Monday, January 4, 2010

Punishment Used for Modifying Human or Dog Behavior Only Useful if Done Correctly and Enforced Consistently if at All!

2010 is in full swing! And with a brand new year that means brand new laws going into effect. You've probably read about some of the new California laws for 2010: Blueberries, paparazzi and cow tails just to name a few. Sure, all have their place in our legal system, but just like all laws they're only good if they're enforced! Otherwise, they're just empty threats.

Why does this little dog trainer in Ventura bring this subject up? Mainly because:
  1. Punishment is still being used too often as a first-line treatment of dog behavior issues: Fancy, gimmicky, popular techniques have people focus in on undesired behaviors, then use methods that "dominate" and "control" with such maneuvers as pinning, pinching and poking! Ouch!
  2. When it is used, it's not being used correctly: Consistency! Timing! The former is usually absent and the latter is usually off.
  3. The more common type of punishment techniques being practiced are less of the humane type and more of the nasty bully type (aka: aversive/coercive): Alpha rolling, pinning, squirting, zapping, and choking which often leads to additional behavioral issues that end up being more difficult to treat than the initial problem behavior!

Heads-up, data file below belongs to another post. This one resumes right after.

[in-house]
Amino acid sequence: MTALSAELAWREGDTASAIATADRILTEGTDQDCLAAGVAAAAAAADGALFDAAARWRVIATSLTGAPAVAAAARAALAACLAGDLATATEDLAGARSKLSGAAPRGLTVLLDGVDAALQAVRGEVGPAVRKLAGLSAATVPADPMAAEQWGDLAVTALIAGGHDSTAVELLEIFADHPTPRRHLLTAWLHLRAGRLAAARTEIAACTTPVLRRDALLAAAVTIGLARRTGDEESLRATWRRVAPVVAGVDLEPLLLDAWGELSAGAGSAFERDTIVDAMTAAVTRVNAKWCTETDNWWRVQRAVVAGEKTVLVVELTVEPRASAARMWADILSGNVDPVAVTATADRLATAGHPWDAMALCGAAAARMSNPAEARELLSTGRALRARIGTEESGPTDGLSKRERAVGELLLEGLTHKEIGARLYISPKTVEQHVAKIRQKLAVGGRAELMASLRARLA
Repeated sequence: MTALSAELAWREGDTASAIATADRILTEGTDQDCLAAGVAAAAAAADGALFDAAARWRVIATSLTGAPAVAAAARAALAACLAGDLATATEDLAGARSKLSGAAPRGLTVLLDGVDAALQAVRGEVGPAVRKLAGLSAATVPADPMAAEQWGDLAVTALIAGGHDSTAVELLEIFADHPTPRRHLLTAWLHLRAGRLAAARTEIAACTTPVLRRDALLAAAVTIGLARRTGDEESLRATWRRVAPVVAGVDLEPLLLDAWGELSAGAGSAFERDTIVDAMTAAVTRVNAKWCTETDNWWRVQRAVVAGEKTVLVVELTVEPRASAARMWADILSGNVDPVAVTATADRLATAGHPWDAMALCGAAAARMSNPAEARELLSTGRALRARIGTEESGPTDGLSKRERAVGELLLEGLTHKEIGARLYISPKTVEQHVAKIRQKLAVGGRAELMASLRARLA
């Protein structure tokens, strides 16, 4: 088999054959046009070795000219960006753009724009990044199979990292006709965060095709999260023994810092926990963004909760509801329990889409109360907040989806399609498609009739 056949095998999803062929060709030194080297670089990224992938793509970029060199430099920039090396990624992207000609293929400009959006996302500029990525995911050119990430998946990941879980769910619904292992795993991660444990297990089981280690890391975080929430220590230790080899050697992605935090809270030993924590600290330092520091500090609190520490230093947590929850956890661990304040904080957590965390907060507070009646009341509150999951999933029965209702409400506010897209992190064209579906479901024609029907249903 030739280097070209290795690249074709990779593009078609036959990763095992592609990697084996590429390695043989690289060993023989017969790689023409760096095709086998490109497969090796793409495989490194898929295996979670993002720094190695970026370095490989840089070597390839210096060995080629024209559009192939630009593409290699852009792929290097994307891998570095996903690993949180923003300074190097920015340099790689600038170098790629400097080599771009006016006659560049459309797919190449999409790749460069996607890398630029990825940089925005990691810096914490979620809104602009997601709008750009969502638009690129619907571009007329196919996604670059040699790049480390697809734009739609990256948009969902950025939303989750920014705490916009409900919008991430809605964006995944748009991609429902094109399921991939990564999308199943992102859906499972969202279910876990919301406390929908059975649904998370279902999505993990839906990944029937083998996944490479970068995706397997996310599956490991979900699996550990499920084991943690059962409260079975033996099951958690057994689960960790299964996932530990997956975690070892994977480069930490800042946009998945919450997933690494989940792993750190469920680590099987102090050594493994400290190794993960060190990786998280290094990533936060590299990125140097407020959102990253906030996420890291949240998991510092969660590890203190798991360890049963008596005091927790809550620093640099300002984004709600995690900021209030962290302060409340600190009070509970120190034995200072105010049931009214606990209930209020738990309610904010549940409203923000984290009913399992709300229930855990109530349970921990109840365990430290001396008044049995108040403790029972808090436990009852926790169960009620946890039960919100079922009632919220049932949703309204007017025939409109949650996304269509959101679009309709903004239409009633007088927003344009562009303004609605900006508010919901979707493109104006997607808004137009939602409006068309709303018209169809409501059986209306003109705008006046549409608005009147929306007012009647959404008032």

Okay, first off allow me to clarify once again that just because I'm a certified dog trainer who practices positive reinforcement reward-based dog training methods, whose philosophy is in the science camp of dog training, and one who will take the path of least resistance whenever possible, doesn't mean I don't use punishment. I do. However, not as the first step of any training plan. As a matter of fact I don't even bring it up until midway into my dog training classes at Ventura College or my dog training studio. I also use the type of punishment that causes the least amount of nasty side-effects, if any at all.

What's the basis of my punishment approach if I indeed need to go that route? Simple, reward removal! Similar to sending a basketball player to the bench for one too many fouls, not allowing a dog to participate in an activity (greeting someone or a rousing game of tug) is the punishment.

There's no reason to head down the "dark path" by kicking, smacking, choking, alpha rolling or "showin' him who's boss" in order to get your point across. What do most animals learn when faced with threats and physical harm? How to avoid the punisher! As opposed to which behavior you wanted in the first place. One more reason why punishment should be used as a last resort and with a well thought-out dog training plan!

For additional information on aversive dog training techniques and punishment, please check this dog training tips post from last November.

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